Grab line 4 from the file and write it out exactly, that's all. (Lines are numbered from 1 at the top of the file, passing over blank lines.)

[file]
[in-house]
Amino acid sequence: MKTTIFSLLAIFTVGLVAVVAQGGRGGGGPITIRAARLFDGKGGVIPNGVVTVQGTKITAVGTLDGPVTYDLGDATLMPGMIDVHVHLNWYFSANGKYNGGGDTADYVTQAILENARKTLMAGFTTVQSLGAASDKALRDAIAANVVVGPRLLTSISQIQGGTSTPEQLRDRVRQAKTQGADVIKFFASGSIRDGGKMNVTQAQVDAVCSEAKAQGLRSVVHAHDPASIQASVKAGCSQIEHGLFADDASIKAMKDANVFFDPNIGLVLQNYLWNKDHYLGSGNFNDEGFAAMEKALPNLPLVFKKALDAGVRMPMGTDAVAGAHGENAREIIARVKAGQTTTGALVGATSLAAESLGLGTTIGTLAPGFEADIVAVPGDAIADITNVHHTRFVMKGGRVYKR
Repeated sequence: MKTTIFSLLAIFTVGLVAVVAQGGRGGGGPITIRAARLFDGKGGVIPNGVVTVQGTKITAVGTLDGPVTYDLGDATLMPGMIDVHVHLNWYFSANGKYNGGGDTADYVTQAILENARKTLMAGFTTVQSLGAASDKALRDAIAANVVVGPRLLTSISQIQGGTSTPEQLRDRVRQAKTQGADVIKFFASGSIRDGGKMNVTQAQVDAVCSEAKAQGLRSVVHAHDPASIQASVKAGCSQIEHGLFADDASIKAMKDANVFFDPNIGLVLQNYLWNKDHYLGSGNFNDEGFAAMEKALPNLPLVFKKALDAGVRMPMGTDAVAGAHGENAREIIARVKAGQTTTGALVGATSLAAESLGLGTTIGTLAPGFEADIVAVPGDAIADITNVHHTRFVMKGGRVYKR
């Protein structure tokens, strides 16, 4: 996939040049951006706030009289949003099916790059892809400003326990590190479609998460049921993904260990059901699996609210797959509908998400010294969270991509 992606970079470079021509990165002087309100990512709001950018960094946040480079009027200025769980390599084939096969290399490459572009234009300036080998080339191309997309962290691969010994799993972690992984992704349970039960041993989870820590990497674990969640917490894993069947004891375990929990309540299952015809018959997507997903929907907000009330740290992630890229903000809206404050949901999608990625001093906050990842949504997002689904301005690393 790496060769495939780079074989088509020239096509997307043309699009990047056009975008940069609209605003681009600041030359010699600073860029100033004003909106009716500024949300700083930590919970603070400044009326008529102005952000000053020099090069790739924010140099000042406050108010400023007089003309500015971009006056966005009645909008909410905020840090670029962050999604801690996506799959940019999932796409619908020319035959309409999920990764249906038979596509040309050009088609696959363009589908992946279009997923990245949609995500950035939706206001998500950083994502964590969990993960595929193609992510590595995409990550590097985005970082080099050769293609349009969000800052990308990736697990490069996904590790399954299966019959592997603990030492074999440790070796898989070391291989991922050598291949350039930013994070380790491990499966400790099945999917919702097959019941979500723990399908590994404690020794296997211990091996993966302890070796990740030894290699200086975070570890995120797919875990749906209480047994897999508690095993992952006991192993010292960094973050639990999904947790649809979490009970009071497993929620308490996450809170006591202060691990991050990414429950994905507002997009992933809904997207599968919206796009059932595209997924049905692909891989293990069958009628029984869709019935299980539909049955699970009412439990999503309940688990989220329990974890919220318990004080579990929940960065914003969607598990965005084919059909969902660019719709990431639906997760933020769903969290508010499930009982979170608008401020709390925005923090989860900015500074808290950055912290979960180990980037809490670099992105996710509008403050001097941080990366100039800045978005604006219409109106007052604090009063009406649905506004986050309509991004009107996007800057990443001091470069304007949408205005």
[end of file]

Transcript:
């Protein structure tokens, strides 16, 4: 996939040049951006706030009289949003099916790059892809400003326990590190479609998460049921993904260990059901699996609210797959509908998400010294969270991509 992606970079470079021509990165002087309100990512709001950018960094946040480079009027200025769980390599084939096969290399490459572009234009300036080998080339191309997309962290691969010994799993972690992984992704349970039960041993989870820590990497674990969640917490894993069947004891375990929990309540299952015809018959997507997903929907907000009330740290992630890229903000809206404050949901999608990625001093906050990842949504997002689904301005690393 790496060769495939780079074989088509020239096509997307043309699009990047056009975008940069609209605003681009600041030359010699600073860029100033004003909106009716500024949300700083930590919970603070400044009326008529102005952000000053020099090069790739924010140099000042406050108010400023007089003309500015971009006056966005009645909008909410905020840090670029962050999604801690996506799959940019999932796409619908020319035959309409999920990764249906038979596509040309050009088609696959363009589908992946279009997923990245949609995500950035939706206001998500950083994502964590969990993960595929193609992510590595995409990550590097985005970082080099050769293609349009969000800052990308990736697990490069996904590790399954299966019959592997603990030492074999440790070796898989070391291989991922050598291949350039930013994070380790491990499966400790099945999917919702097959019941979500723990399908590994404690020794296997211990091996993966302890070796990740030894290699200086975070570890995120797919875990749906209480047994897999508690095993992952006991192993010292960094973050639990999904947790649809979490009970009071497993929620308490996450809170006591202060691990991050990414429950994905507002997009992933809904997207599968919206796009059932595209997924049905692909891989293990069958009628029984869709019935299980539909049955699970009412439990999503309940688990989220329990974890919220318990004080579990929940960065914003969607598990965005084919059909969902660019719709990431639906997760933020769903969290508010499930009982979170608008401020709390925005923090989860900015500074808290950055912290979960180990980037809490670099992105996710509008403050001097941080990366100039800045978005604006219409109106007052604090009063009406649905506004986050309509991004009107996007800057990443001091470069304007949408205005």